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Gin Restaurant Guide - Ingredients, Types, Garnish and Procedure.

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Gin Restaurant Guide - Ingredients, Types, Garnish and Procedure.

Subject: What is Gin ? Basic gin guide for people who are planning to join the restaurant industry.

What is Gin?

It is a distilled alcoholic drink, deriving its main flavor from juniper berries. One of the most extensive categories of spirits, it has various styles, origins and flavor profiles, all surrounding juniper as the common component. Besides juniper, gin is flavored with herbal/botanical, floral, spice or fruit-flavor, or even a combination. Mix it with tonic water to revive your spirit and drive away body aches or use it as a base spirit to create drinks like sloe gin, a gin-based liquor. The drink gets its name from the old English word ‘genever’, associated with the Dutch term ‘jenever’ and the French word ‘genièvre’. However, the ultimate pronunciation derives from the Latin of juniper, juniperus.

Gin Ingredients 

Juniper

If you visit a gin distillery, the most common ingredient to attract your attention will be juniper. Distillers make use of the berries from the tree in the mash, creating the note of pine found in it. Some distillers mix it with other spices to produce more sophisticated and complicated flavors, but juniper is the main protagonist of the film, bringing all other ingredients together.

Botanicals/Spices

Every distiller has his own way of flavoring his creation by using spices or botanicals, depending on what he or she is trying to achieve. Some of the most frequently used botanicals are orange and its peel, coriander seeds, nutmeg, cinnamon, almonds and ginger. Other botanicals include angelica root and Java pepper. The citrus undertones balance out the savory notes to form a crisp and refreshing drink, worth taking a sip at the end of the day.

Gin Production Process  

Now that you know the ingredients that go into the drink, check out the method of preparing it.

Mashing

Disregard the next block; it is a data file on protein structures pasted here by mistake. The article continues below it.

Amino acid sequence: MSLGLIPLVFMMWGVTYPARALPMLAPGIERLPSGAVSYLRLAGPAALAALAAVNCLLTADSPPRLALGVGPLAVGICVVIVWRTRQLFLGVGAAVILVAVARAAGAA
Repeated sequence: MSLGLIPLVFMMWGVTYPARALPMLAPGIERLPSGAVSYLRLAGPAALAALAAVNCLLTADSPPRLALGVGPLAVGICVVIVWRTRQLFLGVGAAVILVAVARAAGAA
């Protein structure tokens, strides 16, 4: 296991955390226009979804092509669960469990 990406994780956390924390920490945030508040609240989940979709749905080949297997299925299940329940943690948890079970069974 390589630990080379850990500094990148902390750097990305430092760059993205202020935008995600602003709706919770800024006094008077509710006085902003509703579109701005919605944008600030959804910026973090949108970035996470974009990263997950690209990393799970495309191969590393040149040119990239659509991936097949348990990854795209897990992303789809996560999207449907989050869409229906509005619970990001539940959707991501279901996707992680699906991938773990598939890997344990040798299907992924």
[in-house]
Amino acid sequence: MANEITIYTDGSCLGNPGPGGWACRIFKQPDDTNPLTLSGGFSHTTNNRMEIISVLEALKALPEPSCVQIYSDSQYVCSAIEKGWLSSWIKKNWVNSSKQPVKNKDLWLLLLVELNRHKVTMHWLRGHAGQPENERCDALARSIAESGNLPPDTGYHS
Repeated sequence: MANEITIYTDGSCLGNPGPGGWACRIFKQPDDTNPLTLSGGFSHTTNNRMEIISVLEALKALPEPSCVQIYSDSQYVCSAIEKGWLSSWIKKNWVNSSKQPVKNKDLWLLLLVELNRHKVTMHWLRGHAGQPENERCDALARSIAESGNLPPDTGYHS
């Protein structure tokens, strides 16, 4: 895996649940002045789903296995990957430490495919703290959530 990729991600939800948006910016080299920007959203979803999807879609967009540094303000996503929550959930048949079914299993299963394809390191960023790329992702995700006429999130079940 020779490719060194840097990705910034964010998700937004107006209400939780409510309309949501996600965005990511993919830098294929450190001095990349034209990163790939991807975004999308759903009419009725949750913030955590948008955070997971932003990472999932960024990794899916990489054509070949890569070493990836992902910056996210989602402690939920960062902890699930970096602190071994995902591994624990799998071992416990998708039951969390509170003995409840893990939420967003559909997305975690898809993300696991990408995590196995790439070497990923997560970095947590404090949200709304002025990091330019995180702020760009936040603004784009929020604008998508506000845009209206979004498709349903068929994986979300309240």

A good mash is basically cooked grains (barley, rye, corn or wheat) that are going to be used as the base of the gin. Rye is most commonly used for gin spirits for its ability to create a blank canvas for all the great flavors that infuse into the mash later. 

Fermentation

This is the stage where the distiller adds yeast to the mash to metabolize sugar and produce great quality alcohol. Taking things to the next phase, the professionals adjust the temperature of fermentation to make sure that the procedure occurs in the desired manner. It is not yet time to go to the next step as this method takes place for one to two weeks. 

Distillation

There are two types of distillation, namely, pot and column distillation. Here is an idea about each one of them.

Pot Distillation - The earliest mode of distillation is the pot distillation of malt wine (a fermented grain mash) from barley or other grains. It is then redistilled with flavoring botanicals to bring out the aromatic compounds. A double gin is produced by redistilling the first gin once more with more botanicals. Since the distiller uses pot stills, the content of alcohol of the distillate is comparatively low, about  76% ABV (alcohol by volume) for a double gin and 68% ABV for a single distilled gin. This kind of gin is usually aged in wooden casks or tanks, and has a heavier malty flavor, rendering similarities to whiskey. Holland gin or oude (old) style of Geneva gin and grain wine or Korenwijn belong to this class.